Blue Vervain OG Verbena hastata This 5–6′ perennial grows naturally in the moist soils of thickets and meadows and will do well in similar garden conditions, sending up many terminal spikes of bristly blue-violet flower clusters the entire season. Although scraggly, it blends very well with many kinds of flowers by stretching its spikes amongst them. Herbalist Gail Edwards finds it “a powerful spiritual presence” and nervous system tonic. Similar to V. officinalis, but more alterative, vervain acts mainly on the liver and lungs. Also used for menstrual disorders. Its roots are more active than its leaves. Likes light well-drained moist soil. Zone 3. OT-certified. ~2,500 seeds/g.

Wish me luck!

238BB-Bush Blue Lake 274 Green Bean (A=2oz) 1 x $1.30= $1.30
297MP-Multicolored Pole Bean Mix (A=1/2oz) 1 x $1.30= $1.30
658SQ-Silver Queen White Sweet Corn (A=2oz) 2 x $2.00= $4.00
798LG-Legume Inoculant (A=treats 8lb) 1 x $4.00= $4.00
818GT-Oregon Giant Snow Pea (A=2oz) 1 x $1.30= $1.30
974DO-Sweet Dakota Rose Watermelon OG (A=1/16oz) 1 x $1.80= $1.80
1311BO-Boothbys Blonde Slicing Cucumber OG (A=0.5g) 1 x $0.80= $0.80
1409RV-Raven Zucchini (A=1/8oz) 1 x $1.70= $1.70
1504SF-Saffron Summer Squash (A=1/8oz) 1 x $0.90= $0.90
1655BH-Blue Hubbard New England strain Winter Squash (A=1/4oz) 1 x $1.10= $1.10
1719NE-New England Pie Pumpkin (A=1/4oz) 1 x $0.80= $0.80
2018TP-Tonda di Parigi Carrot (A=1/8oz) 1 x $1.20= $1.20
2073SK-Shin Kuroda 5" Carrot (A=1/8oz) 1 x $0.80= $0.80
2079KO-Scarlet Keeper Carrot OG (A=1g) 1 x $1.10= $1.10
2186BB-Bulls Blood Beet (A=1/8oz) 1 x $1.00= $1.00
2376GB-Gold Ball Turnip (A=1/8oz) 1 x $0.70= $0.70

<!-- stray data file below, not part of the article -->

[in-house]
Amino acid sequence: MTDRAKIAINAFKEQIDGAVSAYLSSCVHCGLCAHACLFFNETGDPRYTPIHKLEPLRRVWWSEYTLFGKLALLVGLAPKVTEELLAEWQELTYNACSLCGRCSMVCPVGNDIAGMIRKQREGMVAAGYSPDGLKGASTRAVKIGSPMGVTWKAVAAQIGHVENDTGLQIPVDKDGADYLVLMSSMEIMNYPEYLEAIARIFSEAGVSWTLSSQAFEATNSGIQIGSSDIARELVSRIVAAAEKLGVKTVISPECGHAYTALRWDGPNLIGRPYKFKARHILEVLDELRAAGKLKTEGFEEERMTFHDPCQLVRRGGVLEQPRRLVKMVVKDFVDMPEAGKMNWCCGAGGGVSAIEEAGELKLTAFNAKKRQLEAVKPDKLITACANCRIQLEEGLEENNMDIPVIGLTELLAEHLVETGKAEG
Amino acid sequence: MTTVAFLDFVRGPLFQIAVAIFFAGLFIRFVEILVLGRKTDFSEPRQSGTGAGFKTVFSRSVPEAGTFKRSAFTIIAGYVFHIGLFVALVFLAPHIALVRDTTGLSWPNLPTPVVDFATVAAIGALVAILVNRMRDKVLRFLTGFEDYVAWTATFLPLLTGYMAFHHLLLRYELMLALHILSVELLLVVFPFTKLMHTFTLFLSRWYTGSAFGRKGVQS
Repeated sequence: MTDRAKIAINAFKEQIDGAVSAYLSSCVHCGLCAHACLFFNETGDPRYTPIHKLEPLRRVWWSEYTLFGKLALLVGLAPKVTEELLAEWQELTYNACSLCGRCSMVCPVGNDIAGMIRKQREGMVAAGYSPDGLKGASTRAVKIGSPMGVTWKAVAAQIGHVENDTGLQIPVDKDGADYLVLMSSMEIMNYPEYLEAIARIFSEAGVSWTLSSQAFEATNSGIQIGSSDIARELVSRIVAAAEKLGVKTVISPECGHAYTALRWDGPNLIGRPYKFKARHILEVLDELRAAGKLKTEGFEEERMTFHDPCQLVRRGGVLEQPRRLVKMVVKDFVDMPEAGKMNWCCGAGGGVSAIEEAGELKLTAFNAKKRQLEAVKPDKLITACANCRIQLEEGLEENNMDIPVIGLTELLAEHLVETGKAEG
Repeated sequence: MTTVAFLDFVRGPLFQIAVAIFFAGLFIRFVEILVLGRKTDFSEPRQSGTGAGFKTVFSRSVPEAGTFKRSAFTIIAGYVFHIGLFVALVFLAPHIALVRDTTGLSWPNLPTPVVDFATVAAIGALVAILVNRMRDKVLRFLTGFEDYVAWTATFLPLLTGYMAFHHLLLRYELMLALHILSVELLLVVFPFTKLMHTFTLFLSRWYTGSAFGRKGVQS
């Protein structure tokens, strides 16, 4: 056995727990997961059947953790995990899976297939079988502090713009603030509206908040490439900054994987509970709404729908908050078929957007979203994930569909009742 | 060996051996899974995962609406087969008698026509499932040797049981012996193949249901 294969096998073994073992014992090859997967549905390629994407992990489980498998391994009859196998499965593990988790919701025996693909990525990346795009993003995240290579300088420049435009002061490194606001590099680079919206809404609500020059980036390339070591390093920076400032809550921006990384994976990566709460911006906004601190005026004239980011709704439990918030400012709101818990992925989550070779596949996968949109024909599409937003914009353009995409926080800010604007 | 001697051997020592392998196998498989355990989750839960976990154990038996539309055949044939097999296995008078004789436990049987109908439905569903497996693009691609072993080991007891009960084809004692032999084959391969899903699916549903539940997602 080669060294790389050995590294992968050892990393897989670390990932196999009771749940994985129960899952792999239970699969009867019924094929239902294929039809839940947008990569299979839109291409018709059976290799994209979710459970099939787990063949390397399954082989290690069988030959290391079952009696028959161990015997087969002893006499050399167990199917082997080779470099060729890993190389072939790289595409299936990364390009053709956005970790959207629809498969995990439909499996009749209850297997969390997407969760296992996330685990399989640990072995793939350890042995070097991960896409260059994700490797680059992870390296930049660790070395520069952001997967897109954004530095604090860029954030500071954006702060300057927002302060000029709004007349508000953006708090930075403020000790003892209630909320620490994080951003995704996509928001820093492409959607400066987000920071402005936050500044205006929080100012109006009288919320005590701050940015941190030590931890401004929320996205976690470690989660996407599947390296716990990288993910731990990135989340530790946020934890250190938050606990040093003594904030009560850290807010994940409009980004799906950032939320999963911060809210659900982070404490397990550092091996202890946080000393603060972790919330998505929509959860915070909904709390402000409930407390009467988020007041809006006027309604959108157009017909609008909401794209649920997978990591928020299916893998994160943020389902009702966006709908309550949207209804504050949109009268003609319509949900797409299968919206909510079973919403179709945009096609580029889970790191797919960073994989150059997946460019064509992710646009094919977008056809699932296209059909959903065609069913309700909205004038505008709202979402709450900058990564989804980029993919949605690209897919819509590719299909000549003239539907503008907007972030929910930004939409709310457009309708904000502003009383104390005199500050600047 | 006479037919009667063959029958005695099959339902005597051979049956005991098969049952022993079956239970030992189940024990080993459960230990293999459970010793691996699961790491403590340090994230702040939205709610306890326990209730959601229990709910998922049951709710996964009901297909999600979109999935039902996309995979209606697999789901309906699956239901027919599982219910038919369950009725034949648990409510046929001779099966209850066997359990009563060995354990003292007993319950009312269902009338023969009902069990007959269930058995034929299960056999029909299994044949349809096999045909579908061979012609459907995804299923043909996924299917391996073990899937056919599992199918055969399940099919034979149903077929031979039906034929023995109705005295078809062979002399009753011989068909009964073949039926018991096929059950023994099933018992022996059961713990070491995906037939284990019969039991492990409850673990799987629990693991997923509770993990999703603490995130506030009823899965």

2411SO-King Sieg Leek OG (A=1/16oz) 1 x $1.60= $1.60
2510SP-Space Spinach (A=1/4oz) 1 x $1.00= $1.00
2775FO-New Red Fire Lettuce OG (A=1g) 1 x $1.10= $1.10
2784FO-Flashy Green Butter Oak Lettuce OG (A=1g) 1 x $1.30= $1.30
2859MR-Majestic Red Lettuce (A=1g) 1 x $1.00= $1.00
2992ME-Mesclun (A=1g) 1 x $1.00= $1.00
3158GI-Gigante dItalia Parsley (A=1/16oz) 1 x $0.70= $0.70
3218SP-Senposai (A=1/16oz) 1 x $1.20= $1.20
3221TS-Tatsoi (A=1/16oz) 1 x $1.10= $1.10
3223YN-Yokatta-Na (A=1/16oz) 1 x $1.20= $1.20
3252TZ-Toraziroh (A=1/16oz) 1 x $1.20= $1.20
3326BB-Broccoli Blend (A=0.5g) 1 x $1.50= $1.50
3339GU-Gustus Brussels Sprouts (A=0.5g) 1 x $2.50= $2.50
3469KM-Kale Mix (A=2g) 1 x $1.50= $1.50
3885KS-Krimson Spice Hot Pepper (A=0.1g) 1 x $1.90= $1.90
4117PO-Principe Borghese Cherry Tomato OG (A=0.2g) 1 x $1.20= $1.20
4207JT-Juliet Tomato (A=0.2g) 1 x $1.80= $1.80
4233JS-Jet Star Tomato (A=0.2g) 1 x $1.90= $1.90
4418GB-Genovese Basil (A=2g) 1 x $0.90= $0.90
4517RO-Caribe Cilantro OG (A=1g) 1 x $1.00= $1.00
4542MM-Mammoth Dill (A=4g) 1 x $0.90= $0.90
4692BO-Blue Vervain OG (A=0.1g) 1 x $1.30= $1.30
4698SW-Sweet Woodruff (A=0.2g) 1 x $1.20= $1.20
5094CC-Canary Creeper (A=1g) 1 x $1.10= $1.10
5141SM-Sensation Mix Cosmos (A=1.4g) 1 x $0.90= $0.90
5224HM-Mauritanean Malva (A=0.15g) 1 x $0.90= $0.90
5275KO-Kniolas Purple Morning Glory OG (A=0.25g) 1 x $2.30= $2.30
5282EI-Empress of India Nasturtium (A=3g) 1 x $1.00= $1.00
5296TC-Tall Climbing Mix Nasturtium (A=4g) 1 x $0.90= $0.90
5357GD-Gloriosa Daisy (A=2g) 1 x $1.00= $1.00
5442CU-Cupani Sweet Pea (A=2g) 1 x $0.90= $0.90
5500WD-Weld (A=0.2g) 1 x $1.20= $1.20
5774JO-Jobs Tears OG (A=2g) 1 x $1.10= $1.10
5963SO-Northern Sea Oats OG (A=0.2g) 1 x $1.20= $1.20
6120BF-Blue Flax (A=1g) 1 x $0.90= $0.90
6266QO-Queen of the Meadow OG (A=0.02g) 1 x $1.20= $1.20
6322VH-Southern Charm Verbascum (A=0.02g) 1 x $2.50= $2.50
6333BM-Beneficials Mix (B=7g) 1 x $7.50= $7.50

Primavera

Seeds out. Planted the first seeds out today. The thermometer registered 50 F but you’ll notice there is still quite a bit of snow on the ground (that little drift is right below the thermometer).

Today’s seeds are: Cracoviensis Lettuce (47 days), Space Hybrid Spinach (37 days) and Bull’s Blood beet, grown for its lustrous red leaves (60 days).

The soil should warm up quickly under the row cover. Below, heath, heather, ground sand cherry and sedum as the alpine garden emerges  from the snow.

alpine garden, March